Adrian Masunda, one of our students, clearly revelling in the opportunity granted to him by you-our heroes.
“Hero:1.a man of distinguished courage or ability, admired for his brave deeds and noble qualities. 2.a person who, in the opinion of others, has heroic qualities or has performed a heroic act and is regarded as a model or ideal” dictionary.com
The idea of a hero is one of humanity’s most basic needs. Since time immemorial, societies have sought something to believe in; to make them believe they can be better; someone to represent them in a realm not necessarily accessible to the layman. Historically, heroes have been political and military figures (Hannibal, Caesar, Joan of Arc etc), academics (Plato, Archimedes), and other societal leaders (Jesus, Martin Luther King)
In recent times, however, there seems to be a hero crisis in the world. As 1) communities have become more empowered and 2) information has become abundant and easily accessible, it has become much harder for people to be universally impressed by the exploits of one as a hero. Opposition for political leaders is now so loud that one can hardly be unified in declaring an individual’s heroism. Religious doctrines are being brought under more scrutiny than ever before, and thus their leaders are being challenged and, in some cases, debunked by many. When questions regarding the legitimacy of the hero honors bestowed upon the redoubtable Nelson Mandela are being raised, it takes no further convincing that the world does not impress as easily as it has in years gone by.
In what may be in reaction to the downfall of the heroes of yesteryear, society now seems to fill their void for someone to look up to with celebrities. Consider this: ‘Honey Boo-Boo’s show had higher ratings than the US presidential debates! I am not even going to venture into what to make of that fact.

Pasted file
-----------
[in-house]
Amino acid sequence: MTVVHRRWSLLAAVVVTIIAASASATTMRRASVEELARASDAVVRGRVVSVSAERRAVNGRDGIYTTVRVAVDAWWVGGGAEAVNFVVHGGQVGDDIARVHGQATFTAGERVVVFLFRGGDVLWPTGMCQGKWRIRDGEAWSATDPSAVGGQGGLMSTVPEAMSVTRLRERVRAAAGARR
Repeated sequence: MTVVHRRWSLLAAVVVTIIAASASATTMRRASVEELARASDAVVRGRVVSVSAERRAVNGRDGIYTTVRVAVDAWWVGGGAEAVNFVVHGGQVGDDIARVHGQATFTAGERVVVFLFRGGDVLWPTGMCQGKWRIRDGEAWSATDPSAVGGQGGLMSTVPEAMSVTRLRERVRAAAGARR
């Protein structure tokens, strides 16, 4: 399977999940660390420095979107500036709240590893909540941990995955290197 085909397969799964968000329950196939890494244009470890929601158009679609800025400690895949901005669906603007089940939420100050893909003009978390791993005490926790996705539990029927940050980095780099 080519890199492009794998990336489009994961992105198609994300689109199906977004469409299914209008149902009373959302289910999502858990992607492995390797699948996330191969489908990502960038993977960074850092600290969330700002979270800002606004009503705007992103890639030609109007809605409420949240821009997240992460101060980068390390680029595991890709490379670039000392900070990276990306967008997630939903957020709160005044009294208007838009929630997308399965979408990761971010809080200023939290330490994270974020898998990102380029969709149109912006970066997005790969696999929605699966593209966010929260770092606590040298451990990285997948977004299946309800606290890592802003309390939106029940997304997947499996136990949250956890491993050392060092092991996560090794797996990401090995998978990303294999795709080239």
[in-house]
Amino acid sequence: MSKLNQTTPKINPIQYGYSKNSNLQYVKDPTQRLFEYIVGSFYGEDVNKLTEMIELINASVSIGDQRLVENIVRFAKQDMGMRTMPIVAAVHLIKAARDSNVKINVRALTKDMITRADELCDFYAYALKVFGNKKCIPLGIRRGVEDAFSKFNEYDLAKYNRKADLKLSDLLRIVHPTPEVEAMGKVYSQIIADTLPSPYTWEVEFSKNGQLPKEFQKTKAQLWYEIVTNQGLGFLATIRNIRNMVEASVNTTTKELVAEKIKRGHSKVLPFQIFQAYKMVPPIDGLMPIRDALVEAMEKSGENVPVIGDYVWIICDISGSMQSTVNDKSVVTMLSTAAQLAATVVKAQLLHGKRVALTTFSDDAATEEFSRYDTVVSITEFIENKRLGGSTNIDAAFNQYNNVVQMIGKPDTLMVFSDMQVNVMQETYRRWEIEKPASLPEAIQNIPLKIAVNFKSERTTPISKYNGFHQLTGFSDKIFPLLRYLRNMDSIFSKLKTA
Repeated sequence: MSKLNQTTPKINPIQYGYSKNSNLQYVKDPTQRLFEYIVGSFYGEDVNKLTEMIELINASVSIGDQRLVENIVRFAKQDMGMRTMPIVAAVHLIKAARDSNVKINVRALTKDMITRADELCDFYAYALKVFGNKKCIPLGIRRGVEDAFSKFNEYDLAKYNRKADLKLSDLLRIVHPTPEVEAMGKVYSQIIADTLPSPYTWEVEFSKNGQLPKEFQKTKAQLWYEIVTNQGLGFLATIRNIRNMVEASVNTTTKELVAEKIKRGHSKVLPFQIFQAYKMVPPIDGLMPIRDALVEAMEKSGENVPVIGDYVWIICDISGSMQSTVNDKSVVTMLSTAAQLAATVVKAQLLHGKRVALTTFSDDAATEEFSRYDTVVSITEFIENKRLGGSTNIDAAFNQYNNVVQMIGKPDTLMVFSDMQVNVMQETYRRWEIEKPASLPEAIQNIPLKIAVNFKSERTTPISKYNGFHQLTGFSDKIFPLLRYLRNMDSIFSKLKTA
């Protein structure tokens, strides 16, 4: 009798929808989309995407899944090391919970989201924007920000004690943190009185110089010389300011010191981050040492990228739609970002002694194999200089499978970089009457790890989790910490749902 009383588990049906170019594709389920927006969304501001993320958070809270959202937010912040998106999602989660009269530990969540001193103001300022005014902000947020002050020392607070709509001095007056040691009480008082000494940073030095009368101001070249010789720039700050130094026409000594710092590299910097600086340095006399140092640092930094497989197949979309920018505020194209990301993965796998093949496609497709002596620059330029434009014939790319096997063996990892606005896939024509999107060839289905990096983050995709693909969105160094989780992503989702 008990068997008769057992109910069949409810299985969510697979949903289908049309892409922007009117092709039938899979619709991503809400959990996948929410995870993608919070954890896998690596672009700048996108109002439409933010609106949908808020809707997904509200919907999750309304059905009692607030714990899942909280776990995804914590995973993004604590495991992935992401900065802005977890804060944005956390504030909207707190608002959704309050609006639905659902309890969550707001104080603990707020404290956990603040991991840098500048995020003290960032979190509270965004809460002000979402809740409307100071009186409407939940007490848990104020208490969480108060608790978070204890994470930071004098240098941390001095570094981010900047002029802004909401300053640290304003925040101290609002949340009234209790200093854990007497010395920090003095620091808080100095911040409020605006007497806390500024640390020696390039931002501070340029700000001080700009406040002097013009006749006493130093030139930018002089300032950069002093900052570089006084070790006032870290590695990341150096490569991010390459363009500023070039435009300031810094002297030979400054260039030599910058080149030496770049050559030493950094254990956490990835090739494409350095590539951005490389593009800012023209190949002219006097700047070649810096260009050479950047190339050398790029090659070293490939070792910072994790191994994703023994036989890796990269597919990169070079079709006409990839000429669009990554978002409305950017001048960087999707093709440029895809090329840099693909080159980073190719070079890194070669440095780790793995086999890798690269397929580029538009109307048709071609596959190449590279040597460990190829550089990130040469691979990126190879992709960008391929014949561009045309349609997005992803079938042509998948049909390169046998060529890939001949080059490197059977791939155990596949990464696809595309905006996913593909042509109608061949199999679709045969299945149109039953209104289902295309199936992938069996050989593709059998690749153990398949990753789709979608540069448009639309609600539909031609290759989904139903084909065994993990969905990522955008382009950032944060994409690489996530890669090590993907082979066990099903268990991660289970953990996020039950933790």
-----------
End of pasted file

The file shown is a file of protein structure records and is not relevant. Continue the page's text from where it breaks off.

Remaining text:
“I’m not a role model… Just because I dunk a basketball doesn’t mean I should raise your kids.”
– Charles Barkley
Yet, indeed, most of these ‘heroes’ are just people with a talent (albeit an amazing one.) They do what they love and make a living off it. As basketball legend Charles Barkley suggests in the above quote, most of them did not even set out to do anything more than the one thing they are passionate about. Yet societies, through little fault of their own, place their faith in sport and entertainment icon. When, however, scandal and revelations mar their ‘heroes’ (see Tiger Woods, R Kelly, Michael Jackson, Joe Paterno, Lance Armstrong, Michael Vick… you see where this is going), society feels hard done by; as if their faith has been betrayed.
My intention is not to take fault away from public figures- after all, with great power comes great responsibility. The reality, however, is the ‘hero’ status handed to several of these individuals is more than they bargained for and, dare I say it, more than they deserve. They entertain and excel (and we need that); and their credit should be for that, but only that. To be fair, some of those listed above have earned their hero status outside of their field. For example Lance Armstrong has done wonderful work for cancer research, and we must never let what scandal may befall him take away from the real heroic work he has done to save lives.
The point, however, is to reevaluate what traits we, as a society, are looking for as we choose our heroes.
“Life’s most urgent question is: What are you doing for others?”- Martin Luther King
For the past few years, CNN has been running a ‘CNN Heroes’ celebration, focusing on individuals around the world who have been nominated for their activism and philanthropy in their communities. If you take a moment to read/watch through the stories, there is not a doubt in my mind that you will feel inspired and walk away with a slightly elevated belief in the goodness of humanity. At CLUBHOUSE, we are inspired by these men and women, and we only hope tomake a fraction of the impact they have made.
Heroes don’t ride in on white horses anymore. They don’t slay dragons and rally 300 men into war with thousands. They most likely don’t dunk basketballs or sing high notes in front of multitudes (they might be heroes, but that is not what makes them ‘heroes’). Heroes are all around us. The volunteers who spent their time teaching immigrants the language and culture of a new place; organizations funding anti-drunk driving campaigns; people bringing hope to areas ravaged by natural disasters; everywhere.
Our heroes are alive and well; we just need to change where, and how, we look for them.
Check out CNN Heroes for 2012 and vote here: